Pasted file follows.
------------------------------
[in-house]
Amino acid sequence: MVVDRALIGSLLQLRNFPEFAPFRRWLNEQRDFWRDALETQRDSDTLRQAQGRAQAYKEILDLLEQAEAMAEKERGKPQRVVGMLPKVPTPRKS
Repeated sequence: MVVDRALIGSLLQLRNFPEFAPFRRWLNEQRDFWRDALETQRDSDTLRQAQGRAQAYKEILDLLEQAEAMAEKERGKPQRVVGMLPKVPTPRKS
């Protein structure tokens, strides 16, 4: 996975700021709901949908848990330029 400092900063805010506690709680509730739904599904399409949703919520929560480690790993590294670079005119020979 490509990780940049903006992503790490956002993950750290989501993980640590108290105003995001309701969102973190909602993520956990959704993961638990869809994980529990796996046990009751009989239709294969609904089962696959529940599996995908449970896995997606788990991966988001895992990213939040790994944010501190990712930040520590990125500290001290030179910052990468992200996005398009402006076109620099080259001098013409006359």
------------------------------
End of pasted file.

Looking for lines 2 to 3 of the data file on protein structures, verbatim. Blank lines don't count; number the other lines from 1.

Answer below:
Amino acid sequence: MVVDRALIGSLLQLRNFPEFAPFRRWLNEQRDFWRDALETQRDSDTLRQAQGRAQAYKEILDLLEQAEAMAEKERGKPQRVVGMLPKVPTPRKS
Repeated sequence: MVVDRALIGSLLQLRNFPEFAPFRRWLNEQRDFWRDALETQRDSDTLRQAQGRAQAYKEILDLLEQAEAMAEKERGKPQRVVGMLPKVPTPRKS